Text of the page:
The show's fine-art pieces testify to the artist's more introspective, darker side. Hess' context-less figures crumple in defeat or strain outwardly in agony. Here, he strips the work of its referential symbolism, of its detail and definition. The forms are stripped down with draft lines still visible and few defined bodily features. In "Receding Tide," only the shadow defines the body, and in "Deeper the Wound" the torso consists of only a few sketchy lines. Hess splashes the black-and-white drawings with bright, bold red--often as blood, either as a massive injury or self-mutilating cuts, both suggesting emotional scars. Hess' fine art is as bare as it is bold, and, as with his poster art, the viewer is left uncomfortable but completely enraptured.

 

A little farther uptown, the H. Lewis Gallery exhibits the personal work of another artist usually associated with rock music, Cynthia Connolly. Banned in DC, her collection of photos from the vibrant early-'80s Washington punk scene, may have made her a name in the underground-music community, but here she exhibits work that focuses on her own artistic vision. She, along with Lely Constantinople and Antonia Tricarico, is showcased in H. Lewis' Itinerant exhibit. Although the show's ostensible subject is travel, each of the artists develops the theme according to her own artistic sensibility. The result is a wonderfully chaotic collage of images, which the show's organizers rightly highlight by packing the variously sized photographs next to and above one another.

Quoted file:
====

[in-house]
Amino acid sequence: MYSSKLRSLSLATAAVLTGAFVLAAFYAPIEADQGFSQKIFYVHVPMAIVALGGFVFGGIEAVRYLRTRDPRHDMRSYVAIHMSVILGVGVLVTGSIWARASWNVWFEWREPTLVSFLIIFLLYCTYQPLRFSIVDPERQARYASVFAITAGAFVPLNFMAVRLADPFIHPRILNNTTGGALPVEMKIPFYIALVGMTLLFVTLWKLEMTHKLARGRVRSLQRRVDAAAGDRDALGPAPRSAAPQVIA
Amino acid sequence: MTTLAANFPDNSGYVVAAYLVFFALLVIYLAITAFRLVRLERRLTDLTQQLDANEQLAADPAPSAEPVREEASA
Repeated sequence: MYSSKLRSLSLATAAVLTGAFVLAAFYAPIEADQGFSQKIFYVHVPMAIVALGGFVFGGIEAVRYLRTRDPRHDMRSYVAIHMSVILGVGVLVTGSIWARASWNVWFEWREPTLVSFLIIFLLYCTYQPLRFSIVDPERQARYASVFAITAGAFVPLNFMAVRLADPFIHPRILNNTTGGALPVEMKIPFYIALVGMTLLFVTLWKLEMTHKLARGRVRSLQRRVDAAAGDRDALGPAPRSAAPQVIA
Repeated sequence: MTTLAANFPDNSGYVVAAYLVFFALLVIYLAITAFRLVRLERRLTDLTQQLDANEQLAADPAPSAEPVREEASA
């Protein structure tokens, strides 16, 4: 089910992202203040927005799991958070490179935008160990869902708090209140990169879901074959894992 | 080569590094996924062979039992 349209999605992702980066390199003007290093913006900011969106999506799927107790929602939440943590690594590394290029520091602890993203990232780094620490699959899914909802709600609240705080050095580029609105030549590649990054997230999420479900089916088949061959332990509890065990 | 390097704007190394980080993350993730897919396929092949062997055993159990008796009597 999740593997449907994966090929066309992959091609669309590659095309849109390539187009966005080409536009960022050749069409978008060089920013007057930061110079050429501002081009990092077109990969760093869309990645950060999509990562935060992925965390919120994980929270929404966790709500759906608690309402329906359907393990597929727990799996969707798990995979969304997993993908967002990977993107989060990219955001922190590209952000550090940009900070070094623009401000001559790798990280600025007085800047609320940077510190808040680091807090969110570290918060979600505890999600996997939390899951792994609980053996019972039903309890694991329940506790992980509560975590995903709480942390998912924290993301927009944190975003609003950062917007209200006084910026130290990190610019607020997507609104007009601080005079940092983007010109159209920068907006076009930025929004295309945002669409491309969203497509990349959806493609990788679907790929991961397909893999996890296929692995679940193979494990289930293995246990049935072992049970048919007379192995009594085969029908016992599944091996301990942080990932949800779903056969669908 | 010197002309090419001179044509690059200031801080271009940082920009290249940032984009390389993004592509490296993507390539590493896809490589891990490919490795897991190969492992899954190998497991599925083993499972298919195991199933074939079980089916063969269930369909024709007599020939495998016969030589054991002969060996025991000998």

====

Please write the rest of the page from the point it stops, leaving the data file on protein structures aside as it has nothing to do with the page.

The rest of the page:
Tricarico's work strikes first, luring viewers with delicate images of expressive faces. Her settings range from Italy to Cuba, D.C. to L.A., yet in each place she frames the image around a face, as though trying to convey that travel is really movement among people and not lands. Often, the photo closes in so tightly on its subject that the background is obscured and parts of the face are cut out, as in "Michele, Potenza, Italy, 1999." A child's pouting mouth makes "Guilia, Potenza, Italy, 2000" unforgettable--and it's not the Italian setting for the shot but the endearing youngster's face that makes all the difference.